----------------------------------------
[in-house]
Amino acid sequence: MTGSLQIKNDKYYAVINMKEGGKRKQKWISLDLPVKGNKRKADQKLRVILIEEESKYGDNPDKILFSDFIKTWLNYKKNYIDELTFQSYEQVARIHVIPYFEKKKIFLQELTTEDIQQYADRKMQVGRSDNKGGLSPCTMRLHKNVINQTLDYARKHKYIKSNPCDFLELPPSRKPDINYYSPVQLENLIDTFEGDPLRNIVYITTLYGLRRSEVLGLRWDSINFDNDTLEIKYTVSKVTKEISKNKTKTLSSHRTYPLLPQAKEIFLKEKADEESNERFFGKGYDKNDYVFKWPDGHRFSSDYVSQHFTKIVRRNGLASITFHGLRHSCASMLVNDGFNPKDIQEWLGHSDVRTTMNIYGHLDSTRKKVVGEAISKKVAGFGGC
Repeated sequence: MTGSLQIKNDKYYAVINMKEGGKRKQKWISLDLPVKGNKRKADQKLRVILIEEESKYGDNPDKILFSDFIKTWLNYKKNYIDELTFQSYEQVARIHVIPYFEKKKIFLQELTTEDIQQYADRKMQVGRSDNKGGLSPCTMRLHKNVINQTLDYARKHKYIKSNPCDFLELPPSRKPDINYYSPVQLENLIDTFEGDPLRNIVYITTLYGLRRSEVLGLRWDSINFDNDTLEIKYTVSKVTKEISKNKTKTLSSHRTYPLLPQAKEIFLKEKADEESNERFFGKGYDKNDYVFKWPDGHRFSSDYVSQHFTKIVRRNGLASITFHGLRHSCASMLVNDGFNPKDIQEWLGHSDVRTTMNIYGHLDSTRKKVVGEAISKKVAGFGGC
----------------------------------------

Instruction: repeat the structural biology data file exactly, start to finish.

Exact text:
[in-house]
Amino acid sequence: MTGSLQIKNDKYYAVINMKEGGKRKQKWISLDLPVKGNKRKADQKLRVILIEEESKYGDNPDKILFSDFIKTWLNYKKNYIDELTFQSYEQVARIHVIPYFEKKKIFLQELTTEDIQQYADRKMQVGRSDNKGGLSPCTMRLHKNVINQTLDYARKHKYIKSNPCDFLELPPSRKPDINYYSPVQLENLIDTFEGDPLRNIVYITTLYGLRRSEVLGLRWDSINFDNDTLEIKYTVSKVTKEISKNKTKTLSSHRTYPLLPQAKEIFLKEKADEESNERFFGKGYDKNDYVFKWPDGHRFSSDYVSQHFTKIVRRNGLASITFHGLRHSCASMLVNDGFNPKDIQEWLGHSDVRTTMNIYGHLDSTRKKVVGEAISKKVAGFGGC
Repeated sequence: MTGSLQIKNDKYYAVINMKEGGKRKQKWISLDLPVKGNKRKADQKLRVILIEEESKYGDNPDKILFSDFIKTWLNYKKNYIDELTFQSYEQVARIHVIPYFEKKKIFLQELTTEDIQQYADRKMQVGRSDNKGGLSPCTMRLHKNVINQTLDYARKHKYIKSNPCDFLELPPSRKPDINYYSPVQLENLIDTFEGDPLRNIVYITTLYGLRRSEVLGLRWDSINFDNDTLEIKYTVSKVTKEISKNKTKTLSSHRTYPLLPQAKEIFLKEKADEESNERFFGKGYDKNDYVFKWPDGHRFSSDYVSQHFTKIVRRNGLASITFHGLRHSCASMLVNDGFNPKDIQEWLGHSDVRTTMNIYGHLDSTRKKVVGEAISKKVAGFGGC